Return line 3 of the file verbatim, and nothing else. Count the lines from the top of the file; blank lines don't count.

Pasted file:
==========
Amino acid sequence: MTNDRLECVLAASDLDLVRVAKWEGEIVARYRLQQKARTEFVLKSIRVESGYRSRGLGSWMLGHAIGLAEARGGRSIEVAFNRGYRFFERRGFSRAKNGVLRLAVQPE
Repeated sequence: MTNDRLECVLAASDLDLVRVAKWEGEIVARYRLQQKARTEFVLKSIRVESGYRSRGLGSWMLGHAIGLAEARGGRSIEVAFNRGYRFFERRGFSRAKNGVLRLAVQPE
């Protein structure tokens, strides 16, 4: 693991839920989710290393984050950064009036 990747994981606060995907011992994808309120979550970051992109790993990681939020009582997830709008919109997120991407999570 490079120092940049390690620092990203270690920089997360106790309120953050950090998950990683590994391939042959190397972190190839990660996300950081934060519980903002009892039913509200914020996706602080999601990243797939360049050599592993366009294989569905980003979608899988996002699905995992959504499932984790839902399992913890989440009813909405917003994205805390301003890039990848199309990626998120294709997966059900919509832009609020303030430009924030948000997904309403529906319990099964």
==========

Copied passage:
């Protein structure tokens, strides 16, 4: 693991839920989710290393984050950064009036 990747994981606060995907011992994808309120979550970051992109790993990681939020009582997830709008919109997120991407999570 490079120092940049390690620092990203270690920089997360106790309120953050950090998950990683590994391939042959190397972190190839990660996300950081934060519980903002009892039913509200914020996706602080999601990243797939360049050599592993366009294989569905980003979608899988996002699905995992959504499932984790839902399992913890989440009813909405917003994205805390301003890039990848199309990626998120294709997966059900919509832009609020303030430009924030948000997904309403529906319990099964």